The United Nations is seeking a further $900 million this year for Somalia, where more than 6 million people need humanitarian assistance and 275,000 malnourished children are at risk of starvation, Secretary-General Antonio Guterres said on Thursday.
Mired in violent chaos since 1991, Somalia is also suffering the effects of a severe drought that has left parts of the country on the brink of famine.
"The drought is the most pressing priority," Guterres said in opening remarks at an international conference on Somalia in London.
The London conference is co-hosted by the British government, the United Nations and Somalia's UN-backed federal government, led by President Mohamed Abdullahi Mohamed, who took office in February after a Western-backed electoral process.
Responding to the humanitarian crisis
As well as galvanising the international community to boost its response to the humanitarian crisis, the conference also aims to broker a security pact under which disparate forces would join together to form a functional national Somali army.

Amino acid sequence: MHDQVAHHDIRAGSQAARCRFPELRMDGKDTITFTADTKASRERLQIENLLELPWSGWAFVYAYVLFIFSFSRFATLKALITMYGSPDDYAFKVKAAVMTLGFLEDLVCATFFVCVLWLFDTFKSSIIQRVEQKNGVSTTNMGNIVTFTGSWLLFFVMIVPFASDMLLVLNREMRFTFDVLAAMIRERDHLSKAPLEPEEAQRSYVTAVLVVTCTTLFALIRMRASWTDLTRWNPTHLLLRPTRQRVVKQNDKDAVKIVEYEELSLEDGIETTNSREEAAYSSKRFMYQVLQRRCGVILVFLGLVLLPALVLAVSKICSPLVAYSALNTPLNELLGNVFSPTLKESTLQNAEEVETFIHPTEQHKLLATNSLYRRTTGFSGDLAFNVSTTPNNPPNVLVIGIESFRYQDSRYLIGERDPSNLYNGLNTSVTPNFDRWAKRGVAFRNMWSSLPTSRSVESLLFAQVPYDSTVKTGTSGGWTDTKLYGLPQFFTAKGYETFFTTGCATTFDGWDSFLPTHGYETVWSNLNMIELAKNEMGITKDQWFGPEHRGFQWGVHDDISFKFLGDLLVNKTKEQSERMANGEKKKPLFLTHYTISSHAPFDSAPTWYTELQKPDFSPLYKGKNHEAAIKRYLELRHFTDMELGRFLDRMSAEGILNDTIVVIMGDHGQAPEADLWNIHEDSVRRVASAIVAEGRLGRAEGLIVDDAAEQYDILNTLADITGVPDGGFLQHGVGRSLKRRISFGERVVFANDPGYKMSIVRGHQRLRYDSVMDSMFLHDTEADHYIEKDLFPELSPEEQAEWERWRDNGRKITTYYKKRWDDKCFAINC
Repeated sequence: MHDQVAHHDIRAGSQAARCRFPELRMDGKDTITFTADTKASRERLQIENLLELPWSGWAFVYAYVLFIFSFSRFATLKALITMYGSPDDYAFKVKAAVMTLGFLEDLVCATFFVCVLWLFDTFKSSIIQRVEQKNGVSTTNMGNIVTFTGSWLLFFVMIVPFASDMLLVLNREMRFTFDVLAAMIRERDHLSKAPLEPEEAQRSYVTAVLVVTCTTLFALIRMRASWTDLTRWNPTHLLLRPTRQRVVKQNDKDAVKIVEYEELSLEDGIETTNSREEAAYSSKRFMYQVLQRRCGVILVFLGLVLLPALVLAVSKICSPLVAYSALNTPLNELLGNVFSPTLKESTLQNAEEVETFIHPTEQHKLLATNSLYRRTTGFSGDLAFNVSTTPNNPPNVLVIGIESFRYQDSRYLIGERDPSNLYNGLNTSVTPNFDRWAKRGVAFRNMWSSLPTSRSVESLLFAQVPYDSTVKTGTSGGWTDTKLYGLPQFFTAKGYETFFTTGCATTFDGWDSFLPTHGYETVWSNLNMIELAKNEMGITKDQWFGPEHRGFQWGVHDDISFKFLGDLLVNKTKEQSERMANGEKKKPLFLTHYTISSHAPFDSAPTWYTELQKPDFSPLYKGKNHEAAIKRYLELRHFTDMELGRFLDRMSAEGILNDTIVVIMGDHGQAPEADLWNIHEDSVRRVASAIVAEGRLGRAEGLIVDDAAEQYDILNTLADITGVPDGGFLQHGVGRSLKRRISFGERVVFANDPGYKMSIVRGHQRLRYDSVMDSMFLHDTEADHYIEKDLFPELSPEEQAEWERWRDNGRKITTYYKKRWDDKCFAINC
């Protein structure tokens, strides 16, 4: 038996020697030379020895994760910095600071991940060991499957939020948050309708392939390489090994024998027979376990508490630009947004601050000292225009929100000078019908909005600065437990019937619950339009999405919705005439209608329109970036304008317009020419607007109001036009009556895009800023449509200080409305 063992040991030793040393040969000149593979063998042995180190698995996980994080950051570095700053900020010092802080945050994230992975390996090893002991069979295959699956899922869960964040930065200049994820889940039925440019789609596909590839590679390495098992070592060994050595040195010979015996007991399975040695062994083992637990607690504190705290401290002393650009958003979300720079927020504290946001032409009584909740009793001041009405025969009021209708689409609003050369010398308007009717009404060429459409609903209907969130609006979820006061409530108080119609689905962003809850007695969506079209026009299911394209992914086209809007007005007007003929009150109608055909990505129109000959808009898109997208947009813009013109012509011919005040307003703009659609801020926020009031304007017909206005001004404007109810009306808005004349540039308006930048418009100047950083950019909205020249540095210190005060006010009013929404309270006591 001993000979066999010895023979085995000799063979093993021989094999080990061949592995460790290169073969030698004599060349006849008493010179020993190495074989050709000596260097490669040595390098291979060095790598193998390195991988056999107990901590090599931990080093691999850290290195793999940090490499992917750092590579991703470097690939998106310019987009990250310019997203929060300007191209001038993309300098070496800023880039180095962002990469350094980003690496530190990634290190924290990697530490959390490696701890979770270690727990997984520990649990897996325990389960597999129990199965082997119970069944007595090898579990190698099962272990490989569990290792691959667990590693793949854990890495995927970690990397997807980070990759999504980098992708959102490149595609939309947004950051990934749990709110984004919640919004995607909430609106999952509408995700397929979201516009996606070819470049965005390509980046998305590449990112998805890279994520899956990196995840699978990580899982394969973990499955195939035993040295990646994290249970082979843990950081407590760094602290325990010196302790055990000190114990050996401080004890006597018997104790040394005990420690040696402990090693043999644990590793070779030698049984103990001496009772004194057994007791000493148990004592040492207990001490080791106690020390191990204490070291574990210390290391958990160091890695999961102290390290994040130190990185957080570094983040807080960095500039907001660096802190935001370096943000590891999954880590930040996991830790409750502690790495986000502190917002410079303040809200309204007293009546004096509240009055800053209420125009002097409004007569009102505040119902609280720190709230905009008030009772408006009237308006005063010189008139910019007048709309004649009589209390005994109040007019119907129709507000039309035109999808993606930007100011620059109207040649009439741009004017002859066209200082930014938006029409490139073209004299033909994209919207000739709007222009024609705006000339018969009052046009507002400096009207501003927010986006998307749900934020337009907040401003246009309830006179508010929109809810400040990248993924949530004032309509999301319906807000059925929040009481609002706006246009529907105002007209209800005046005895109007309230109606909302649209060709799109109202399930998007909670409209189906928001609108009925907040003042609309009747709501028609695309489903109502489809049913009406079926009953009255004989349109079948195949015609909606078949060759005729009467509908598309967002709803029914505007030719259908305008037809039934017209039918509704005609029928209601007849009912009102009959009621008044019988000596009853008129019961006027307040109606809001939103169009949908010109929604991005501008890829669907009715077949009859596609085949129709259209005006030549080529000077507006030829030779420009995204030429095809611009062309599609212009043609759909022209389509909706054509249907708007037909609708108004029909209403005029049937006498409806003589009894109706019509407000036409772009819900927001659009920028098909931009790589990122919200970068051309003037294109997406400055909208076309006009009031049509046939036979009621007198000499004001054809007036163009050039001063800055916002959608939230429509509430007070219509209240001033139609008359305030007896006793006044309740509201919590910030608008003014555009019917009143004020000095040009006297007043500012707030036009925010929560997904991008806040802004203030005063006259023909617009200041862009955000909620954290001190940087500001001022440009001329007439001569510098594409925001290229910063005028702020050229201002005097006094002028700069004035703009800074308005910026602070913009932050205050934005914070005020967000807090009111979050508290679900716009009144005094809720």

African Union troops, supporting Somalia's own weak and dysfunctional military, have clawed back most of the country's major towns and cities from Al Qaeda-linked group Al-Shabaab since the insurgents abandoned the capital Mogadishu in 2010.
However, the militants continue to launch deadly attacks.
"Put simply, I want to strike a bargain whereby Somalia's leaders carry out vital security reforms – including drawing up a clear plan for a National Army – in return for more help and training from the international community," British Foreign Secretary Boris Johnson wrote in an article published by a US website on Tuesday.
The one-day conference is looking to strike a new compact that will accelerate progress on security, development and the troubled east African country's economy by 2020.